• Happy birthday Gail E. Haley (A Story, a Story, The Post Office Cat).
  • It’s the birth date of Sterling North (1906–1974), Rascal.
  • Birthday greetings to librarian and former First Lady Laura Bush, who established Washington D.C.’s annual National Book Festival in 2001.
  • Poet T. S. Eliot wins the Nobel Prize for Literature in 1948. Read Old Possum’s Book of Practical Cats with illustrations by Edward Gorey.
  • In honor of the tomb of Tutankhamun’s discovery in Egypt’s Valley of the Kings, it’s King Tut Day.

This week has been designated World Communication Week to remind us that computer access has made worldwide communication possible. Even this blog, read around the globe, and my national and international friendships on Facebook and Twitter would not be possible without all the technological breakthroughs that have sustained the Internet. If Twitter were a country, it would be the twelfth largest in the world!

But when I think of communication, I usually focus on the building blocks upon which it rests—words and punctuation. Punctuation Takes a Vacation by Robin Pulver and Eats, Shoots & Leaves by Lynne Truss and Bonnie Timmons have been the picture-book staples about the use and misuse of punctuation marks. But this year, picture-book Gurus Amy Krouse Rosenthal and Tom Lichtenheld combined forces to give the exclamation point a starring role in its own drama.

In the bare-bones style that makes Rosenthal so special, we meet our hero: “! He stood out from the very beginning.” On paper that has been designed to resemble a child’s notebook, readers are introduced to the difficulties the exclamation mark faces. He always stands out, except when asleep. He tries to be like others, but just isn’t. He even considers running away. But then one day, he makes a fortuitous friend, a question mark—one who, true to its nature, asks questions all the time. Finally, our tortured hero finds his own voice, full of bold statements. As the text tells us, “He broke free from a life sentence.”

Clever and funny, the book, of course, explores a greater truth than the appropriate use of punctuation. For anyone trying to communicate, finding your own voice often does feel like breaking out of jail. The fact that Amy Krouse Rosenthal can make readers interested in such seemingly mundane topics as spoons, chopsticks, and a form of punctuation, attests to the power of her own unique voice.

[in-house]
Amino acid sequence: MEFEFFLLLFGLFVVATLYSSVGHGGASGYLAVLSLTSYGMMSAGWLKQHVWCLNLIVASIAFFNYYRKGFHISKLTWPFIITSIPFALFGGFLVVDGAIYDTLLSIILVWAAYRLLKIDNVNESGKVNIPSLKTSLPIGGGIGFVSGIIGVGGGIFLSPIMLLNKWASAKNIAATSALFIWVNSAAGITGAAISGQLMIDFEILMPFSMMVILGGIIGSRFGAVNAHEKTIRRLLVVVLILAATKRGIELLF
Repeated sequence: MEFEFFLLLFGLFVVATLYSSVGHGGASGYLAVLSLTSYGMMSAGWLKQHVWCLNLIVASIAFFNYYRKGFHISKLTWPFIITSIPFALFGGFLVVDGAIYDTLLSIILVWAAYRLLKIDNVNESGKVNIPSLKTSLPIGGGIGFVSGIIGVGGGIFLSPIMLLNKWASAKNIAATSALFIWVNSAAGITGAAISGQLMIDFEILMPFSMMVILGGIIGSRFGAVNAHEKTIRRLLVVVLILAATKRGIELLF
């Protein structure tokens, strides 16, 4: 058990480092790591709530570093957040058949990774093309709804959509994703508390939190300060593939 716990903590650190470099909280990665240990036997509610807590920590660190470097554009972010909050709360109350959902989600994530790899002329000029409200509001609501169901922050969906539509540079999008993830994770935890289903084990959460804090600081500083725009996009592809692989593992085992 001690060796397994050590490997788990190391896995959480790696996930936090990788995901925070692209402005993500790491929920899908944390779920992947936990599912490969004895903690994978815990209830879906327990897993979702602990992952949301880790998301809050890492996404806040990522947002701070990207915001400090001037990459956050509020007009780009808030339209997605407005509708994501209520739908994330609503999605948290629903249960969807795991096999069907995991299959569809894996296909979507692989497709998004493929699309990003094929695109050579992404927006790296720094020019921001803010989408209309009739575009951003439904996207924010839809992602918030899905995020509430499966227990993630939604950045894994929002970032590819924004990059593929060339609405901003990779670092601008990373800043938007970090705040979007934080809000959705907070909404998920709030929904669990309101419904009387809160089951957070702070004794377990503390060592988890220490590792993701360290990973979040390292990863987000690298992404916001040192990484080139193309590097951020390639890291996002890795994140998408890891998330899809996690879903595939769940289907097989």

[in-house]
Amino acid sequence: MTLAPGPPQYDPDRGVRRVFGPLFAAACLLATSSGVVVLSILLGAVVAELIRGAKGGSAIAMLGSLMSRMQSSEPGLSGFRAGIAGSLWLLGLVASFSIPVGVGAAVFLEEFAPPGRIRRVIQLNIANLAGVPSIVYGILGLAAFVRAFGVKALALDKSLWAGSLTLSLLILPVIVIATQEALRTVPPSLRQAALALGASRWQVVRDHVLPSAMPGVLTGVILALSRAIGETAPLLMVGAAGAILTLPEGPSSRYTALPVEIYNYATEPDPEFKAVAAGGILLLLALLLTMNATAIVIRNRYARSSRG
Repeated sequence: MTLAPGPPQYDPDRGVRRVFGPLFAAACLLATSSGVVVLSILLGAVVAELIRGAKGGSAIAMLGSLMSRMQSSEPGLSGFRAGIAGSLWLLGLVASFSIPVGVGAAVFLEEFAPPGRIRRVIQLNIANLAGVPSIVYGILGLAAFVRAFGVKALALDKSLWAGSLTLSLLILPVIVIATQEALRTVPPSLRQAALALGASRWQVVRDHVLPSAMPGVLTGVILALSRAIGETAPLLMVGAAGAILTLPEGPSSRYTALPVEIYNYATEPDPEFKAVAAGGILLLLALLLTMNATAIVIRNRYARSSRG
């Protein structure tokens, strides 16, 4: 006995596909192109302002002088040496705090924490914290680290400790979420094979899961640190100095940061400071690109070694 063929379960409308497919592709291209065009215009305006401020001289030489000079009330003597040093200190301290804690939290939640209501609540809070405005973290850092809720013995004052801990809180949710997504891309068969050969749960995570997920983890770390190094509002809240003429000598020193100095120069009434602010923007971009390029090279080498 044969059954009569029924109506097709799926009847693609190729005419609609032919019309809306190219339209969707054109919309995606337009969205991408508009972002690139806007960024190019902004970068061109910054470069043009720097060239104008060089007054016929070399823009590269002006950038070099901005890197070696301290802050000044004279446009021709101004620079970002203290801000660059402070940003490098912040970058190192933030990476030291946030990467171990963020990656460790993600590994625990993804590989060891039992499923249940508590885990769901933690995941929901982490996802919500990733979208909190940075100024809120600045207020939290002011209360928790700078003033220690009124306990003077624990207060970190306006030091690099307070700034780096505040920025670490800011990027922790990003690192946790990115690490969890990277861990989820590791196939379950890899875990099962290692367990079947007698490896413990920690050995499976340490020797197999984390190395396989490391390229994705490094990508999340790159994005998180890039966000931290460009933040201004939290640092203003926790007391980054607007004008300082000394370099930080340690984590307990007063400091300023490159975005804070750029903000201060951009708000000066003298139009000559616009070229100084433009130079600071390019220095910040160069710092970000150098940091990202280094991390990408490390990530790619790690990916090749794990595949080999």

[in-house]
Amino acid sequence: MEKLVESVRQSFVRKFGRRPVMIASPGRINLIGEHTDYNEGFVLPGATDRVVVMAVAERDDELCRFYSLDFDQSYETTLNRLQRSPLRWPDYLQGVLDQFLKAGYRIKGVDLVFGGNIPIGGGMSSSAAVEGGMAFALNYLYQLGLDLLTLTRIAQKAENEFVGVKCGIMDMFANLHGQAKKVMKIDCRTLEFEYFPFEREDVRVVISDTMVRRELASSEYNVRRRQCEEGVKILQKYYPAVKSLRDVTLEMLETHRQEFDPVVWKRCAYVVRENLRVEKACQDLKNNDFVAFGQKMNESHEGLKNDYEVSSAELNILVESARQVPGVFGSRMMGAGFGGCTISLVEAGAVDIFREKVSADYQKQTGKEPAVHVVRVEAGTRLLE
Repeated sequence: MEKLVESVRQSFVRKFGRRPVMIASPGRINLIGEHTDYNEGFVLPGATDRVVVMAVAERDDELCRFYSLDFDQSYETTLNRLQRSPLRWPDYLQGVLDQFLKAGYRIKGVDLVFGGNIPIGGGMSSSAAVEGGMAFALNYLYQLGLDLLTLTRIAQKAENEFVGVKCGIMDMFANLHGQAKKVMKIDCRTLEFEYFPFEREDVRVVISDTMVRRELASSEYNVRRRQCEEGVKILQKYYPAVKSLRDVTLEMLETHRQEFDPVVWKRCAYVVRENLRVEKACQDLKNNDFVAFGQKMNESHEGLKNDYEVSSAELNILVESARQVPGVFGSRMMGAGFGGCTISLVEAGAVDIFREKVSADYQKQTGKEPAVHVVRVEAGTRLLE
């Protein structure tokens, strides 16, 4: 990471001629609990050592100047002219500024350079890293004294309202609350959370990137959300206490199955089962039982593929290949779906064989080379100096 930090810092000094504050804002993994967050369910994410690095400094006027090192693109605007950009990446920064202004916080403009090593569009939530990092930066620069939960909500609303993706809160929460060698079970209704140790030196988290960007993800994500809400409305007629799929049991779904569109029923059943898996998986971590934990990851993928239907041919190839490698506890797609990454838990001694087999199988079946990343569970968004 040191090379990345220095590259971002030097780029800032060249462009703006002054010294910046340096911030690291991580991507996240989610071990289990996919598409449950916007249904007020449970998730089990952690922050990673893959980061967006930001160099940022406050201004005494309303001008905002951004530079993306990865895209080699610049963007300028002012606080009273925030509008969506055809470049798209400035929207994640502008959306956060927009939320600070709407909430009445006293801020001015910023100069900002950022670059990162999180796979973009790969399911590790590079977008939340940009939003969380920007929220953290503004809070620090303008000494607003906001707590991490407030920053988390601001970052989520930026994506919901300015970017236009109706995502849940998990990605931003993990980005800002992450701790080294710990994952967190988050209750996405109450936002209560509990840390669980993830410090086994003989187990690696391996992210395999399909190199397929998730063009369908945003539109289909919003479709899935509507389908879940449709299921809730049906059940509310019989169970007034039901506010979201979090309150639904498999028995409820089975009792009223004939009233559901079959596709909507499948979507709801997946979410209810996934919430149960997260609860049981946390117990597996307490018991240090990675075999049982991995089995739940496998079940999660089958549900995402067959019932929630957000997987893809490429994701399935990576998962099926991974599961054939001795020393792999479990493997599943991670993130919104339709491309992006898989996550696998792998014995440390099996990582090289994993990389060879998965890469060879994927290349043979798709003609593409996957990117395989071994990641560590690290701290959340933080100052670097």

However you mark World Communication Week—on the computer, on the typewriter, or on a yellow pad—I hope you celebrate your own inner voice. And if you simply want to laugh and enjoy a well-executed picture book, pick up Exclamation Mark.

Here’s a page from Exclamation Mark: 




Originally posted November 4, 2013. Updated for .

Tags: Imagination
Instructional materials from TeachingBooks.net for Exclamation Mark


  1. suzi w. says:

    Oh, Anita, I love your “classic” posts, but what a delight to have a new one! I adore Amy Krouse Rosenthal. I will put this book on hold straight away!! (I laugh as I just have used three !!! already.)

    And happy birthday to Laura Bush, a classy librarian and First Lady.

    Happy Communication Week and Picture Book Month! (I chuckle each time I use an exclamation point in this comment…)


  2. G. Perry says:

    I just read this book this morning.

    I love the idea of an exclamation mark relating to you finding out just who you are, and what makes you happy.

    Beautiful art work, text, and high quality book materials, make for a great success.

    Goes on my “Buy” list.

  3. Diane says:

    Thanks once again for a wonderful post on a newer book. As a reading intervention teacher I have used this book with my 1st, 2nd and 3rd grade students and they all LOVED it! It it such a great read aloud that reinforces the use of ending punctuation.

  4. Anita says:

    Gordon, Suzi, and Diane. Thanks for the comments. I love posting on new books — they just have to meet my standards!

  5. Julie says:

    I was introduced to this lovely book as a student in your class, Anita, and I love it so!

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